At the beginning of most episodes of the rebooted version of Battlestar Galactica, we were told that the robotic Cylons had a mysterious and hidden "plan." Like the Hosts on Westworld, the humanoid looking Cylon "Skinjobs" blurred the narrative line between the definition of who was truly "alive" and whether or not an organic human had more or less free will than a synthetic one. Also, just like the Hosts of Westworld, the Cylons on Battlestar were often super hot and liked shooting people with guns.
But as Westworld Season 3 makes its complicated Host mythology even more confusing, it's time for science fiction fans who remember the aughts to ask a serious question: Isn't Westworld just Battlestar for dummies? And if so, could we at least get sweet spaceships back in the mix?
Spoilers ahead for Westworld Season 3 Episodes 1-6 (and all four seasons of the rebooted Battlestar Galactica.)
As a longtime fan of science fiction, there's something kind of retro about Westworld Season 3 that makes me want to like it. After two seasons of dodging the "real world," Westworld has moved out of the robot theme parks, and in doing so, theoretically, raised the stakes.
Where Westworld went wrong
The promise of Westworld Season 3, from the outset anyway, was to do something the show had never really attempted before: Tell a straightforward story in which the stakes (not a timeline twist) were what mattered. This would have been a change from what Westworld did in Season 1 and Season 2: make you keep watching with the hope that something about present events would be explained through complicated backstory and flashback that you originally thought was happening in the present. (See: William's story in Season 1 and Bernard's "scrambled memory" in Season 2.)
In other words, the real test of Westworld Season 3 was whether its characters and concepts were good enough to work without a bunch of narrative lies and tricks. Are we invested enough in the story of Dolores leaving Delos and entering the real world to stick with a slightly more straight forward Westworld?
The answer, for the most part, is no.
Like in the seasons before, Westworld doesn't have much going for it beyond presenting some confusing questions and then answering those questions in a half-assed way. If you strip away the arbitrary mystery box-building (What's up with Caleb? The Man in Black? Dolores' clones?) all you're really left with is a story about humanoid robots who are in open rebellion, but occasionally, pause to play some head games with human beings.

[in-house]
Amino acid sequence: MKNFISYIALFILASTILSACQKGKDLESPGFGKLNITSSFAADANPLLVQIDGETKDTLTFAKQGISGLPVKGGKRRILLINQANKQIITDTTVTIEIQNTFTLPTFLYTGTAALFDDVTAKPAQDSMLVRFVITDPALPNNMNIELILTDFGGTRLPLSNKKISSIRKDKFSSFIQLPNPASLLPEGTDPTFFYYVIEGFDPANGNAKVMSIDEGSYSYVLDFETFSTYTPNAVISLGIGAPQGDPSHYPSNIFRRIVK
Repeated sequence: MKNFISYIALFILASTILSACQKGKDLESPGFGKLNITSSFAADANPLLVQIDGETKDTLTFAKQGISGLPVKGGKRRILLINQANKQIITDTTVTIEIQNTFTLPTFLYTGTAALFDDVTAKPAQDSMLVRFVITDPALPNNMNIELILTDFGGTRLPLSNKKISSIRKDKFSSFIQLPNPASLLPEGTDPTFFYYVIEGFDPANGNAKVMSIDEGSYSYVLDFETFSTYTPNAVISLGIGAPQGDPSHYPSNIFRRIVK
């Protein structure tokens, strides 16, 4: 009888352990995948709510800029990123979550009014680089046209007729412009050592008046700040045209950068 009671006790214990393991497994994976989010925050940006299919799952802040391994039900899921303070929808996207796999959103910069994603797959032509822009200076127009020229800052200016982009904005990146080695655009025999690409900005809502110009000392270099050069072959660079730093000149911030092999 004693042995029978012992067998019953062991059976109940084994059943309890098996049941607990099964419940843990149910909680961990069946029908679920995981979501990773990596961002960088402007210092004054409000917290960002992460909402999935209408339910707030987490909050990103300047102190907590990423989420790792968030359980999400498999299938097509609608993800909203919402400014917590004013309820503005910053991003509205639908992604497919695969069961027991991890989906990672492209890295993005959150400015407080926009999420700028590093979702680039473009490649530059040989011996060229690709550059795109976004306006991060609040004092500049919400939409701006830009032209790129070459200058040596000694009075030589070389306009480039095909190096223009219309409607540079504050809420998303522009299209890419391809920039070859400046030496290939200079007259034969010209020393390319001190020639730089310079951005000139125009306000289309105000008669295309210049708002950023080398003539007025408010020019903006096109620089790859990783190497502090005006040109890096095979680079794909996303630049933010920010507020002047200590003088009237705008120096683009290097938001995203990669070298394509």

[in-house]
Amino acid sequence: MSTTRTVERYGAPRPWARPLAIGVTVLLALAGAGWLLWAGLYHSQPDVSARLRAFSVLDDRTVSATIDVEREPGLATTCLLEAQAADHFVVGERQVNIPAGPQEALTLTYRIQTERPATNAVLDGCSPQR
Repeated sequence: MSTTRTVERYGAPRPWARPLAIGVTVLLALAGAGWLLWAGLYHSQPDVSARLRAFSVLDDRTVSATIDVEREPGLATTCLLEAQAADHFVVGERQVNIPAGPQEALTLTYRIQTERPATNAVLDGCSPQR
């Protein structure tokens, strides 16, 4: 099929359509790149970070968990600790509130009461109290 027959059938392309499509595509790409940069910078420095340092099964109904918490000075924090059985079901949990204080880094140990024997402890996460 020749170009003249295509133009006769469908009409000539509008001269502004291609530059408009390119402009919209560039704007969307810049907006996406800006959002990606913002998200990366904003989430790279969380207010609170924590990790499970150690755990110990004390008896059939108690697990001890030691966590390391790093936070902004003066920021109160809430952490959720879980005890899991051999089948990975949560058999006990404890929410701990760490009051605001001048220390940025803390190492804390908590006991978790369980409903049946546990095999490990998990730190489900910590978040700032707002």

And if that's the only reason why we're watching, then the hard truth is Battlestar Galactica did this so much better, and it also did it in space.
Battlestar Galactica did it better
In Battlestar Galactica, the humanoid Cylons slaughter the vast majority of humanity in the pilot episode. Obviously, Dolores doesn't have the resources of the Cylons, but from a narrative point of view, this allowed the audience to start with the assumption that all the Cylons were terrible, and then work backward.
Westworld has kind of done the reverse, which left little room for any kind of dramatic grey area. Human beings have so obviously mistreated the Hosts that we're basically just rooting for Dolores to kill everyone. Westworld's viewpoints are so nihilistic that it removes the moral grey area from any kind of thought experiment you might in terms of who's "side" you might want to take.
In Battlestar, you're told to take the side of the humans, at first. Then, as the humans start to torture and abuse any Cylons they capture, things get dicier and more interesting. Season 4 culminates in some of the Cylons and some humans joining forces against different Cylons, asserting that the difference between a strictly organic human and a Cylon is totally moot.
Westworld Season 3 has been toying with this idea, too, but because all the characters are so angsty, violent and pissed-off, it's hard for the audience to care. Even though Battlestar Galactica was a super-dark show about humans hunkering down in spaceships and hiding from murderous robots, there were also nice things that those characters wanted. Whenever Battlestar got too dark, you'd then get a moment where Adama would read books to President Roslin while she was sick in bed. Or maybe a few characters who liked each other would make out.